I just got my second EV, and it is a Nissan Leaf.

It is a good-looking car, especially with its signature “Scarlet Ember” exterior. It drives smoothly, and rides comfortably. In fact, everyone who rode in the car told me they do not feel the difference between this and my Tesla. And I agree with them. It is that good.

However, the car is also very different from Tesla from a designing perspective. In particular, I feel this Nissan was designed by a team that was still stuck in the traditional car design paradigm. Let me give you a quick example: The power button.

You see, with keyless entry almost on any car these days, people do not need to use a physical key to open doors. But for gasoline powered cars, you still need to power it up by igniting its gas combustion process. Hence most cars have a power button to start the engine.

But do you still need it for an electric car?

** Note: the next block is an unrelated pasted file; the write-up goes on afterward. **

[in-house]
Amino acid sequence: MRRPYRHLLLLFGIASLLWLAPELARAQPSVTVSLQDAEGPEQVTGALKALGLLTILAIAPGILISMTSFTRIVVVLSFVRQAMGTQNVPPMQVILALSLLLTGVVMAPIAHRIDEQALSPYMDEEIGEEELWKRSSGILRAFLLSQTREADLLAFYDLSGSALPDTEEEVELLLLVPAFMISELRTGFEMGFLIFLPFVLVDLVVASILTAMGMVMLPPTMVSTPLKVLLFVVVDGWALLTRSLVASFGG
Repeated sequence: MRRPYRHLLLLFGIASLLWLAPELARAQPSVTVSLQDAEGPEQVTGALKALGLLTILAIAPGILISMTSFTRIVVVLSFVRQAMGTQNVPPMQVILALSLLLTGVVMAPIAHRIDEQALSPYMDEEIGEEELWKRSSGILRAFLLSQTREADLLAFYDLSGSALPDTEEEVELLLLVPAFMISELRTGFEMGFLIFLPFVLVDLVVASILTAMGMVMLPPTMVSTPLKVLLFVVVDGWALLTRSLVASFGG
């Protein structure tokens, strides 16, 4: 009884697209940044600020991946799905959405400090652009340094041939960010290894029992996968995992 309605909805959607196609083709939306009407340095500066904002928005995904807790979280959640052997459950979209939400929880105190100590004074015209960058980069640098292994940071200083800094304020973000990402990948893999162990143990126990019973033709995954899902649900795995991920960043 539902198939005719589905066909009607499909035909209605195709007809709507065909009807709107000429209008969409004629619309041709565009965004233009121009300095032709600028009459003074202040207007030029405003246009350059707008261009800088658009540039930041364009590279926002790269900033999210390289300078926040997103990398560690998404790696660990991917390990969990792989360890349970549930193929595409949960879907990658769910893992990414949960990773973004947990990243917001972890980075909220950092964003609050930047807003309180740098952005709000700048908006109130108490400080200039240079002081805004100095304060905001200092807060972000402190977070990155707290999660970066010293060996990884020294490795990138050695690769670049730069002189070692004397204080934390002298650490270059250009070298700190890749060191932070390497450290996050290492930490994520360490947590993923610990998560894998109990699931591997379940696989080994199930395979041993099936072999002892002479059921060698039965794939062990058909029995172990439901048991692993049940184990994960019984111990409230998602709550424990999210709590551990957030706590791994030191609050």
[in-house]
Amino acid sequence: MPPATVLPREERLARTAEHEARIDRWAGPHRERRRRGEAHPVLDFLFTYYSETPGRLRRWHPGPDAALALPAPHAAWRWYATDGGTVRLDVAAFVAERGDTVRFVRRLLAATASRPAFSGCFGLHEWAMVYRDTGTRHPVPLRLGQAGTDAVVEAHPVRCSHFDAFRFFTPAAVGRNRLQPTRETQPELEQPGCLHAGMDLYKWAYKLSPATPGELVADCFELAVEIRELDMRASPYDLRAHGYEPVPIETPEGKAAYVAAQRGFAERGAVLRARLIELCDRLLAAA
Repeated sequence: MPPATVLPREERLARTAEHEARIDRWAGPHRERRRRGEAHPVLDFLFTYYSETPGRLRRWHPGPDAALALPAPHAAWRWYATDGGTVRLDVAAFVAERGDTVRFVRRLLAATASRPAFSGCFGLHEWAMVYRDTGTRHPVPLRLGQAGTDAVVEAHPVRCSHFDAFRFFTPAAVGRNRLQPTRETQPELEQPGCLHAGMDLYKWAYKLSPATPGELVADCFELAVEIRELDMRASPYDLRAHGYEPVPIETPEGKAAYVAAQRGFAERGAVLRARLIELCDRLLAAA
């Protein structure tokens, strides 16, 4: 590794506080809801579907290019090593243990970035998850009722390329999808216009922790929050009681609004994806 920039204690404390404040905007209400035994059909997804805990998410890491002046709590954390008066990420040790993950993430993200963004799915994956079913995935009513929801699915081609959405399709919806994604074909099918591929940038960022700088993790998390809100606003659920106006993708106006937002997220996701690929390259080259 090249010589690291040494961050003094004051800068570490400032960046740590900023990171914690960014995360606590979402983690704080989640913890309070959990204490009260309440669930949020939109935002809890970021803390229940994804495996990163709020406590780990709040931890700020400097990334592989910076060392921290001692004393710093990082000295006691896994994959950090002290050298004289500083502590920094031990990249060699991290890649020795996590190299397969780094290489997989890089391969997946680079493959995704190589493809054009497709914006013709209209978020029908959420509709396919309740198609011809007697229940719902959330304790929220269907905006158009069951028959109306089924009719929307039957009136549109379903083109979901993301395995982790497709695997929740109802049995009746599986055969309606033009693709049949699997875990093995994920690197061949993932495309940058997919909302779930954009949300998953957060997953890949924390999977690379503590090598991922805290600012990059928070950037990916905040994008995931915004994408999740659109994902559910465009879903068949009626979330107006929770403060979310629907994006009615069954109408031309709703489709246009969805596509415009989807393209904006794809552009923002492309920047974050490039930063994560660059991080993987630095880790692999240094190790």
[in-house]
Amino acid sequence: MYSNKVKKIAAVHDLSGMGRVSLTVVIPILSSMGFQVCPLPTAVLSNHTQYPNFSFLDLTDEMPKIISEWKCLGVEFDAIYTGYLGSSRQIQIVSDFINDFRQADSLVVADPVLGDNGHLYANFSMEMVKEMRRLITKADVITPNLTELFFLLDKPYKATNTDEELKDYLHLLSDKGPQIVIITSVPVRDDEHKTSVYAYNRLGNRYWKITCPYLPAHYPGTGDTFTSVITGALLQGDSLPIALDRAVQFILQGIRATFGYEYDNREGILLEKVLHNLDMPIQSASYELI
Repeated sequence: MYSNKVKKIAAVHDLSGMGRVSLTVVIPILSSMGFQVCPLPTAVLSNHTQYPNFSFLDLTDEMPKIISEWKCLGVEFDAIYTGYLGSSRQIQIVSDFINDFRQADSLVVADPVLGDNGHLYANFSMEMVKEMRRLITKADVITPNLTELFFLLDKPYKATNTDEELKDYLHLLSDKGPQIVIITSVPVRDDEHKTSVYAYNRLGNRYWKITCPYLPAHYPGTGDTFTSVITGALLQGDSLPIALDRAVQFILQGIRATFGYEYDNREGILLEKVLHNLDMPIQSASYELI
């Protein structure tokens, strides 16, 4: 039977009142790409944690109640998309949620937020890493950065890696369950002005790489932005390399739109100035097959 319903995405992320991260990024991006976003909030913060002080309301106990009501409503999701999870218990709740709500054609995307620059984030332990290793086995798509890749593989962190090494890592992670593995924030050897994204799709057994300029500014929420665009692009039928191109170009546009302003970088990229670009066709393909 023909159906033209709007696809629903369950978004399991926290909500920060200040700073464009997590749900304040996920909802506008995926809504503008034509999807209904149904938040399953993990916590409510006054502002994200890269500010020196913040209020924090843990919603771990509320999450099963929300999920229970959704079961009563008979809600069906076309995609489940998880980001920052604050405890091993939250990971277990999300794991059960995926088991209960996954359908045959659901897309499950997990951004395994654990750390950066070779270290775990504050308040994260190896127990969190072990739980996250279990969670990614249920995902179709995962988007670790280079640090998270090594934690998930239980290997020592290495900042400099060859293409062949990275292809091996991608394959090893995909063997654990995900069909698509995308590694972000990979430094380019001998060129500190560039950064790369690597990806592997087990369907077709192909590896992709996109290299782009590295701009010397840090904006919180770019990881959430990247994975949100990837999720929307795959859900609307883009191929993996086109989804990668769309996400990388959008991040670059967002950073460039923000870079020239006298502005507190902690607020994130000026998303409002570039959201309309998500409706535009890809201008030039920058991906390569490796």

Because its battery is ready any time, an electric car can be driven almost instantaneously. So you do not really a power button. All a driver needs to do is to shift into gear, and off she goes.

Tesla understands this, and therefore choose not to be a power button in its cars. Once you open the door and have your key (either the key card or your connected mobile phone), you are just shift into Drive and go.

But Nissan designers are just so used to a power button in its gasoline cars, it keeps one in its Leaf EV. As a result, I have to press that button, for no apparent function, before I can shift into drive. It is even more maddening that I have to press the button to power it off before I can start charging the car. It does not even let any passengers out of the car if I do not power it down. It is just that dumb.

This traditional design philosophy also carries itself out in almost all other aspect of its interior design. For example, they keep all the dedicated buttons – heating, cooling, lights, radios. On the steering wheels, all the + and – signs and activate and resume for cruise control. I personally find them unwieldy and hard to use.

From this small design choice of a power button, I sense that it is far from a sure things that the traditional auto manufacturers will be able to catch up with Tesla.